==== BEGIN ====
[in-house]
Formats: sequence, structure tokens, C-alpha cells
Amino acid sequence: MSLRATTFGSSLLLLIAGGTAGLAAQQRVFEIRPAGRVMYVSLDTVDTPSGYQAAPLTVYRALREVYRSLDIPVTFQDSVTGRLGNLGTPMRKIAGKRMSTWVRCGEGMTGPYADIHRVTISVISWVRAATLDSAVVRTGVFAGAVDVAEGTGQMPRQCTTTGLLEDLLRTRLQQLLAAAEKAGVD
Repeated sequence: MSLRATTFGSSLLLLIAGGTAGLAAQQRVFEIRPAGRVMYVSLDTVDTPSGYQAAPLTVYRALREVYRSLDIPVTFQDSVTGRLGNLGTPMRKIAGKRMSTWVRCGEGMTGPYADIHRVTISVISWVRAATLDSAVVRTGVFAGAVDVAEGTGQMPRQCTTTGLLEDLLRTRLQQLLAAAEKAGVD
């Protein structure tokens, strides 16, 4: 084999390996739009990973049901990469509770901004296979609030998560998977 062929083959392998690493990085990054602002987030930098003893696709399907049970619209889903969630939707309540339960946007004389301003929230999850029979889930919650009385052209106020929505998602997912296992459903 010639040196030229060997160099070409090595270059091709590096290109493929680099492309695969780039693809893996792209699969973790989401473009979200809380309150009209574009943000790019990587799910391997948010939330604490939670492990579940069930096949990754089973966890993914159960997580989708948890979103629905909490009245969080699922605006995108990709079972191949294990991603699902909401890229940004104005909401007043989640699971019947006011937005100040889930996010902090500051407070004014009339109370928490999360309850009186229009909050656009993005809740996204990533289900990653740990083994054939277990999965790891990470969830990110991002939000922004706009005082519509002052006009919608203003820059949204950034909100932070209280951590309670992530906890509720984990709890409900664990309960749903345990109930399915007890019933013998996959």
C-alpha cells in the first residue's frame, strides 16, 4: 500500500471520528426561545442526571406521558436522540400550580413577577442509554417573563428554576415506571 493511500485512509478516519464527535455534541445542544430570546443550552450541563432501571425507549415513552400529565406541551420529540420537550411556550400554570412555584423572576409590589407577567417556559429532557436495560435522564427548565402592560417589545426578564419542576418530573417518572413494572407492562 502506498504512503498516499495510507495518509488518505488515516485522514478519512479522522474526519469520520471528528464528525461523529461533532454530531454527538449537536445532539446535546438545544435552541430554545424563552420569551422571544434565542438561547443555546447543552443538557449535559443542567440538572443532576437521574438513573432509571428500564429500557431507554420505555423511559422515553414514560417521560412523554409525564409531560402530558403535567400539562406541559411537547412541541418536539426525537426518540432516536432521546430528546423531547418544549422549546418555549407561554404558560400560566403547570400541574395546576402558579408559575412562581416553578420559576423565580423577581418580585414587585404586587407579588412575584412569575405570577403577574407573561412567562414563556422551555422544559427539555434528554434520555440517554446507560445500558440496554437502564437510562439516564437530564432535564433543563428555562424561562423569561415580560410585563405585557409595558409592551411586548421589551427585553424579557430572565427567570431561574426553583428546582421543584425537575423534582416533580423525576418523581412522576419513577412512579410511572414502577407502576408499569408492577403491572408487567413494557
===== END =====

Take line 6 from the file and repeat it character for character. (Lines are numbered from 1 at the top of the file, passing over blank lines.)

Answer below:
C-alpha cells in the first residue's frame, strides 16, 4: 500500500471520528426561545442526571406521558436522540400550580413577577442509554417573563428554576415506571 493511500485512509478516519464527535455534541445542544430570546443550552450541563432501571425507549415513552400529565406541551420529540420537550411556550400554570412555584423572576409590589407577567417556559429532557436495560435522564427548565402592560417589545426578564419542576418530573417518572413494572407492562 502506498504512503498516499495510507495518509488518505488515516485522514478519512479522522474526519469520520471528528464528525461523529461533532454530531454527538449537536445532539446535546438545544435552541430554545424563552420569551422571544434565542438561547443555546447543552443538557449535559443542567440538572443532576437521574438513573432509571428500564429500557431507554420505555423511559422515553414514560417521560412523554409525564409531560402530558403535567400539562406541559411537547412541541418536539426525537426518540432516536432521546430528546423531547418544549422549546418555549407561554404558560400560566403547570400541574395546576402558579408559575412562581416553578420559576423565580423577581418580585414587585404586587407579588412575584412569575405570577403577574407573561412567562414563556422551555422544559427539555434528554434520555440517554446507560445500558440496554437502564437510562439516564437530564432535564433543563428555562424561562423569561415580560410585563405585557409595558409592551411586548421589551427585553424579557430572565427567570431561574426553583428546582421543584425537575423534582416533580423525576418523581412522576419513577412512579410511572414502577407502576408499569408492577403491572408487567413494557